The Education of a White Man

Dwight A. Moody

 

Last Friday night Wil Gafney took the podium here on St. Simons Island. For almost an hour she held forth; and did it again Saturday morning and again Sunday morning. She was articulate, humorous, and on point, speaking to an auditorium full of old white people (like me).

 

Gafney is a scholar of Hebrew scripture with degrees from Earlham, Howard, and Duke (PhD). She is a woman with a head full of graying hair. She is black, and therein lies my story.

 

My education began in 1956 in Lexington, Kentucky, at the old Kenwick Elementary School. I ran away from school three times on that first day, but eventually came to love learning. We moved to Murray, Kentucky, where I attended public schools for six years, then to St. Louis where, in 1968, I graduated from Hazelwood High School.

 

Then on to Georgetown College, Jerusalem University College, Southern Baptist Theological Seminary and Notre Dame University. I finished it all in 1982 with the degree doctor of philosophy in systematic theology from the seminary. And through it all—24 years of schooling—I had not one black teacher.

 

Let me write that again.

 

Through it all—24 years of schooling—I had not one black teacher.

 

I thought nothing of it then. I didn’t know any better. But now I know: it is a tragic confession to make—tragic because it prevented me from getting the education I wanted and needed.

 

Twenty-four years of white supremacy. What could that produce but yet another uneducated man, another unprepared preacher, another citizen unaware of what he needed to know and understand.

 

It is a tragedy, and thousands of students today graduate with very similar stories to tell. Hazelwood is now largely black, I am told; it sits right next to Ferguson, and we all remember what happened there back in 2014. The faculty of both Georgetown College and Southern Baptist Seminary remain almost totally white. I don’t know about Notre Dame.

 

Some kinds of diversity I have experience with, particularly that associated with international travel. I have been to Mexico and Chile, Israel, Lebanon, and Egypt, England, Ireland, and Scotland, and Italy. While teaching at Georgetown College a few years ago, I more than once urged the president to require matriculating students to have a passport and graduating students to have a visa stamped in it. Cross cultural travel is the single most important thing a student can do.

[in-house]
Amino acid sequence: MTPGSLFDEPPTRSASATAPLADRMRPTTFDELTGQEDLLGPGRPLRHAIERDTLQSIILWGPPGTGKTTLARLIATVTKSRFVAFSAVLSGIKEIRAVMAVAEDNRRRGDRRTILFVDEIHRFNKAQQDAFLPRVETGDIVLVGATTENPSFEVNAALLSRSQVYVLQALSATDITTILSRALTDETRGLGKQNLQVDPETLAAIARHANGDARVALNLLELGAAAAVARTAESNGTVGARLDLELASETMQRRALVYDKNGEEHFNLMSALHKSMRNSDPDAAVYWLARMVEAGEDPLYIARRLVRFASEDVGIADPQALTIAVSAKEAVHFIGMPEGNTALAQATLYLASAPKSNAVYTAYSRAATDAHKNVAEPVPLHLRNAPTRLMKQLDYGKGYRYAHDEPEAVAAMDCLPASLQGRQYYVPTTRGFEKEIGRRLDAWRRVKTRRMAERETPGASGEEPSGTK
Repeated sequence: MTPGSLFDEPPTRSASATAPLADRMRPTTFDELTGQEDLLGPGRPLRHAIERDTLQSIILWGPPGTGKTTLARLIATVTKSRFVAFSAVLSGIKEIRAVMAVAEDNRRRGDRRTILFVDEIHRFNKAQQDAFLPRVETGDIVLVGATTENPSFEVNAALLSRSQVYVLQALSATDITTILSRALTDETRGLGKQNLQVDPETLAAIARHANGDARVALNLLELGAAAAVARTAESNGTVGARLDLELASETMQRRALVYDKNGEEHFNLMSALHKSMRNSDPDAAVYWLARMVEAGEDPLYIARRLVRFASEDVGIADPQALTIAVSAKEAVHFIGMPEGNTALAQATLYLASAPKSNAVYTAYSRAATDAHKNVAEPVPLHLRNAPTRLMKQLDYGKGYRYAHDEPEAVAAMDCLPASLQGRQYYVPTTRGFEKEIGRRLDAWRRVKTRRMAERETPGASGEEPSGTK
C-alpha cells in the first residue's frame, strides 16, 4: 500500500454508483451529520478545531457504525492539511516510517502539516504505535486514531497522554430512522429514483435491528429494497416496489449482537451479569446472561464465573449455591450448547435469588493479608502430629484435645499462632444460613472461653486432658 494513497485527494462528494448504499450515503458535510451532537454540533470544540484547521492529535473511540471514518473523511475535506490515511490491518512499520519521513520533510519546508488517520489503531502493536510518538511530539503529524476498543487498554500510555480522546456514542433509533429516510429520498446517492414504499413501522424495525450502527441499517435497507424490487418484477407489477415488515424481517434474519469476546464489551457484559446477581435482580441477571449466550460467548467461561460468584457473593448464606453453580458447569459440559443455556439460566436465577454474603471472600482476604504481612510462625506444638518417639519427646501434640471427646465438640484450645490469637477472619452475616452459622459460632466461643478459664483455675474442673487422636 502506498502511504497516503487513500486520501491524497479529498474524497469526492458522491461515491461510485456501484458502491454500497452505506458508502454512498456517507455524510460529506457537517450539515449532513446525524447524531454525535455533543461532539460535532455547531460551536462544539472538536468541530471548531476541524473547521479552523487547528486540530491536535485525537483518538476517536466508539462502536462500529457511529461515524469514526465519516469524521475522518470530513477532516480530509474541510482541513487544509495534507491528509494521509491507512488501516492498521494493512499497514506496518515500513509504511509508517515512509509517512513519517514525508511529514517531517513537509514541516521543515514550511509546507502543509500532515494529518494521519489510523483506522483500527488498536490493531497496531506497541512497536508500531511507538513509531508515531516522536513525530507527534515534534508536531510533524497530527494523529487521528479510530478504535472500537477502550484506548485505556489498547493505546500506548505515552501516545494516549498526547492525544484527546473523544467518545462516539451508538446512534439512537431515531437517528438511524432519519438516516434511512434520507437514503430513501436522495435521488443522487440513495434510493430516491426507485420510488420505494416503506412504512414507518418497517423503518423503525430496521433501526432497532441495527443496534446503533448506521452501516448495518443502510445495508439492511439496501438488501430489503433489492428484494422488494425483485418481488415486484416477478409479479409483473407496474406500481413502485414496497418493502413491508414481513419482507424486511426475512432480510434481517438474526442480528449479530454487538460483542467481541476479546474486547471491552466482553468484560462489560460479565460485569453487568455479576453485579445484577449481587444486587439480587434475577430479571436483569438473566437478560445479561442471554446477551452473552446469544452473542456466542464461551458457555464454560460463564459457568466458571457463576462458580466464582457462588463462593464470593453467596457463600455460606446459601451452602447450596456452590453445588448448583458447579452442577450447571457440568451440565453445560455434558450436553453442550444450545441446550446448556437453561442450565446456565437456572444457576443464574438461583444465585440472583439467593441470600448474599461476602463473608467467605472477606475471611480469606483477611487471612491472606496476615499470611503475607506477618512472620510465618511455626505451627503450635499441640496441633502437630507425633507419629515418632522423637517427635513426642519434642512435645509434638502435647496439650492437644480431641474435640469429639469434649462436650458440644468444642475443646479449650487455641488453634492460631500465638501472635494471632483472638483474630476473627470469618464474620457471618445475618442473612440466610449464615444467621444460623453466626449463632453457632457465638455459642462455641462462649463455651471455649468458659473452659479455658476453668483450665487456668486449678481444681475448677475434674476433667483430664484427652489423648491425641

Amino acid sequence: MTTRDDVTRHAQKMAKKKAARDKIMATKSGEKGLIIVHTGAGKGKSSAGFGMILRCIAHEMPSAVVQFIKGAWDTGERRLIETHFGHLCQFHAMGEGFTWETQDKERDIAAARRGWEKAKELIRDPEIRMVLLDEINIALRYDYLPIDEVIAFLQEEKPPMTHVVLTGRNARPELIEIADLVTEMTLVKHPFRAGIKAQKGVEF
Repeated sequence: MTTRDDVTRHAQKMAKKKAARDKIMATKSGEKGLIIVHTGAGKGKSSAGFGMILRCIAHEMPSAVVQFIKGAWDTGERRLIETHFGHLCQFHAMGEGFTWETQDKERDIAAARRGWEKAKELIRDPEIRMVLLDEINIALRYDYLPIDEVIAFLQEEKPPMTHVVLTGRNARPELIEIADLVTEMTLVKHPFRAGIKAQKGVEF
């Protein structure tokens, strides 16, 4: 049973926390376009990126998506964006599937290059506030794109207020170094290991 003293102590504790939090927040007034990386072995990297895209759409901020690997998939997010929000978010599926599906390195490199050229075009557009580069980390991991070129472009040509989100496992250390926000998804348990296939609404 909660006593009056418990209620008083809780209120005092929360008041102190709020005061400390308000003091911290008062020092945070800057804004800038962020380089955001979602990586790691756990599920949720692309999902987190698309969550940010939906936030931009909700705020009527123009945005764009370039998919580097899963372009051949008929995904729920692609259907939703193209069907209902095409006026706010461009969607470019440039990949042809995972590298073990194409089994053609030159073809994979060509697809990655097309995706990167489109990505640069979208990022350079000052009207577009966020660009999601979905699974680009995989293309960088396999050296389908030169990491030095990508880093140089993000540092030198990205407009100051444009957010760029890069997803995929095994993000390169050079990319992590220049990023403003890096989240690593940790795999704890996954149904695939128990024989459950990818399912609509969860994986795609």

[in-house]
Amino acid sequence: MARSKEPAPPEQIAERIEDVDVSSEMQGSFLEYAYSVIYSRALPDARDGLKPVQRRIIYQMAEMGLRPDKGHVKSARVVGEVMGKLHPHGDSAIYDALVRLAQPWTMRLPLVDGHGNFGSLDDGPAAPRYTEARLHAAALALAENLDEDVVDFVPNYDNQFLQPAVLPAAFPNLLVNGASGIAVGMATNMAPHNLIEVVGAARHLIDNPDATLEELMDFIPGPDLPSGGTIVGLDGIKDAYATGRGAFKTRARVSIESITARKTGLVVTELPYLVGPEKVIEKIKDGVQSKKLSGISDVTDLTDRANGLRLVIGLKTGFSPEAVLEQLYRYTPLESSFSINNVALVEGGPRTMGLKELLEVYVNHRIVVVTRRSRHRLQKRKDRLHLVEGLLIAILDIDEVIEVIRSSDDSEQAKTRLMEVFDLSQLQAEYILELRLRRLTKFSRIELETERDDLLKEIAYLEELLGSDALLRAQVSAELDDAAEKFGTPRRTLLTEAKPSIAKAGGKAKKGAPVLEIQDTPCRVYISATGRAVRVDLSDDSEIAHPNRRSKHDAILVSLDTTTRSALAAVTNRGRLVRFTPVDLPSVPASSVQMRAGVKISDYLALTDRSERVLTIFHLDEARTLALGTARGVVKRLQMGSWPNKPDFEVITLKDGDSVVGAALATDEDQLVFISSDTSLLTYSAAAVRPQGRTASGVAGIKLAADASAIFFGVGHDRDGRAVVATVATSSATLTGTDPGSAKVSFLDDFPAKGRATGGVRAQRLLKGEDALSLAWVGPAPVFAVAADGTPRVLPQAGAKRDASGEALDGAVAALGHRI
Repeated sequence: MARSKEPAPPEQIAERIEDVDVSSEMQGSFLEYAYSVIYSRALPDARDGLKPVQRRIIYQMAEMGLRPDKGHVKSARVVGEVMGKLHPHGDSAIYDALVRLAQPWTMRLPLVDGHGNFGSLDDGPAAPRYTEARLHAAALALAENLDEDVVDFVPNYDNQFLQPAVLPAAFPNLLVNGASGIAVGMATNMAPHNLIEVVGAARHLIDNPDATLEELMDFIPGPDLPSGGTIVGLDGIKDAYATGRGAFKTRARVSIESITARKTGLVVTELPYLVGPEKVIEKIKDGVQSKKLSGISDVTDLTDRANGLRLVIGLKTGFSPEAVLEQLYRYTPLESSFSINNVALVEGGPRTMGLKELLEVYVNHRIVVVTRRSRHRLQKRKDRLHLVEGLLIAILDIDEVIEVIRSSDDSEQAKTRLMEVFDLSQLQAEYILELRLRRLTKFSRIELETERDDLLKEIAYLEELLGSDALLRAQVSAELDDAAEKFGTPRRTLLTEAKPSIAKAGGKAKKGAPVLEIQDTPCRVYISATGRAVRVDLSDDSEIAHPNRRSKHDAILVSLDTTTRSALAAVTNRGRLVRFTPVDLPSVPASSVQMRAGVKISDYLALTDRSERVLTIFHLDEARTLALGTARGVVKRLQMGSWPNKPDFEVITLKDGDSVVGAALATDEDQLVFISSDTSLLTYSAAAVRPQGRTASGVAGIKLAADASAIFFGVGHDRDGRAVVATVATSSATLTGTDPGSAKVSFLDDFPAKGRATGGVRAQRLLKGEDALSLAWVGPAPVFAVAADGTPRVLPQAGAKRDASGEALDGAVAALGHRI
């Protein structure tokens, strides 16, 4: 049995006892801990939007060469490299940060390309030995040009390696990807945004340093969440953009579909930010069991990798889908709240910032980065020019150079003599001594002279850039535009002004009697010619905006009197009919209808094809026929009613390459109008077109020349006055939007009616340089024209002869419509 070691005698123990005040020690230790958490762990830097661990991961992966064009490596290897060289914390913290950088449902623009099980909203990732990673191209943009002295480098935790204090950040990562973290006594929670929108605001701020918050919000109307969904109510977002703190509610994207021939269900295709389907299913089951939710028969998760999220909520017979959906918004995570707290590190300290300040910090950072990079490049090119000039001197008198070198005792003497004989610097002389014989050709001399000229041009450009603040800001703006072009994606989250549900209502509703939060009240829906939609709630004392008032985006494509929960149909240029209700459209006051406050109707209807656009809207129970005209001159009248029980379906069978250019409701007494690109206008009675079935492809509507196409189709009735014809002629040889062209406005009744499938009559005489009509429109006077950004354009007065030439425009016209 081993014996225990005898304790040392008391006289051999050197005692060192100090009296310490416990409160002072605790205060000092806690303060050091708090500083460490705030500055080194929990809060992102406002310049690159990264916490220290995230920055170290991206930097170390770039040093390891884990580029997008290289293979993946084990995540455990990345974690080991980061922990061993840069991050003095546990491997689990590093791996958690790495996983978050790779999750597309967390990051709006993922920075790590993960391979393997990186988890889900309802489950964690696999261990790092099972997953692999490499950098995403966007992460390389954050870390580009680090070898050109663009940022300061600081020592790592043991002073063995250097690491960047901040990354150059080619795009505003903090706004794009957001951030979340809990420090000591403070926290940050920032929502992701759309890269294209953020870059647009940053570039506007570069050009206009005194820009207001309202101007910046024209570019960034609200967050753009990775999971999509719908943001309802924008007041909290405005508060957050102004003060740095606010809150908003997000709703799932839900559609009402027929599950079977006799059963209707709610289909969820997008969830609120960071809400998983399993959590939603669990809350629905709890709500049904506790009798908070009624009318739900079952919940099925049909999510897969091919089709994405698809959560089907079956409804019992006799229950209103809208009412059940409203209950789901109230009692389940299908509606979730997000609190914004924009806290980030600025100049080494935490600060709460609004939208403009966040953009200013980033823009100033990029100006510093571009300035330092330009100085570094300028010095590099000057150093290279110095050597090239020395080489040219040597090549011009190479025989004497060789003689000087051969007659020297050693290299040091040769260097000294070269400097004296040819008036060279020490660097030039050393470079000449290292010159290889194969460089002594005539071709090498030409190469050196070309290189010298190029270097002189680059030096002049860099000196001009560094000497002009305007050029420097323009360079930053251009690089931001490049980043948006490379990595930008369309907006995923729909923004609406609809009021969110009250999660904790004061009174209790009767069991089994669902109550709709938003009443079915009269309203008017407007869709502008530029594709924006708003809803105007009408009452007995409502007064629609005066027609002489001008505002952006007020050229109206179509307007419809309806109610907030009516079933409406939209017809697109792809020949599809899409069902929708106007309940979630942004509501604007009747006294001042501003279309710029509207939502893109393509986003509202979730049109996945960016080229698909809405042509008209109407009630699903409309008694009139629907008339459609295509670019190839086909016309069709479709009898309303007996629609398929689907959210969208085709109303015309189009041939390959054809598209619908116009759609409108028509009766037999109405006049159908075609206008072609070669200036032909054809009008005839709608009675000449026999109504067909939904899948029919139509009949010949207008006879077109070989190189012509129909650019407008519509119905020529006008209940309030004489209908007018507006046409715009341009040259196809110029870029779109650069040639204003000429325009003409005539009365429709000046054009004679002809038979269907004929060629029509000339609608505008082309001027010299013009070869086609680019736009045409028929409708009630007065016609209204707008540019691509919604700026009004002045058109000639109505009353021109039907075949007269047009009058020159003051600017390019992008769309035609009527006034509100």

But more than that, somewhere along the way every white student needs black teachers (just as black students need white teachers). I needed it but didn’t get it. In fact, I did not get what I needed until I launched the Academy of Preachers in 2008. It was then I began to visit the historically black colleges and universities: Fisk and American Baptist in Nashville, ITC, Morehouse and Spelman in Atlanta, Howard in Washington DC, Philander Smith in Little Rock, Dillard in New Orleans, Simmons in Louisville, Huston-Tillotson in Austin, and Oakwood in Huntsville.

 

As a result I was surrounded by young men and women who helped make up for my learning deficiencies: young preachers like Winterbourne Jones and Brandon Perkins, Willie Francois and Reginald Sharp, Joseph and Bianca Howard, Elizabeth Pollard, Catherine Cummings, and Racquel Gill, Ernest Brooks and Milton Keys (to name just a few of the 777 Young Preachers who attended our National Festivals of Young Preachers).

 

Then came their teachers, such as Lawrence Carter of Morehouse, Valerie Bridgeman now of Methodist School of Theology of Ohio, Safiyah Fosua, now of Indiana Wesleyan University in Indiana, and Frank Thomas, now of Christian Theological Seminary in Indiana. And the preachers, such as Brad Braxton, Robert Smith, Beecher Hicks, Michael Curry, and Teresa Fry Brown.

 

And most of all, Everett McCorvey (who introduced me to both opera and black spirituals) and Kevin Cosby (who introduced me to 1619, reparations, and The Half Has Never Been Told). Now comes Wil Gafney and her book, Womanist Midrash: A Reintroduction to the Women of the Torah and the Throne.

 

From her platform, Gafney talked to us about black womanist interpretations of the Hebrew Bible. I had studied that book in college, overseas, and in seminary; but I was ignorant of what she was sayings. Except when she reminded us that Abraham was 75 years old when he left his father’s house.

 

“Seventy-five is not too late to leave your father’s house,” she said to great effect. It struck me, a man soon to celebrate his 70th birthday; and I bowed my head and confessed in silence, “For all that I love and embrace about my father and his tribe, there is still much that I need to leave behind.”

 

As a life-long learner, I can only say: Thank you, Jesus! Thank you, Wil!

 

 

(Martin Luther King, Jr. Day, 2020)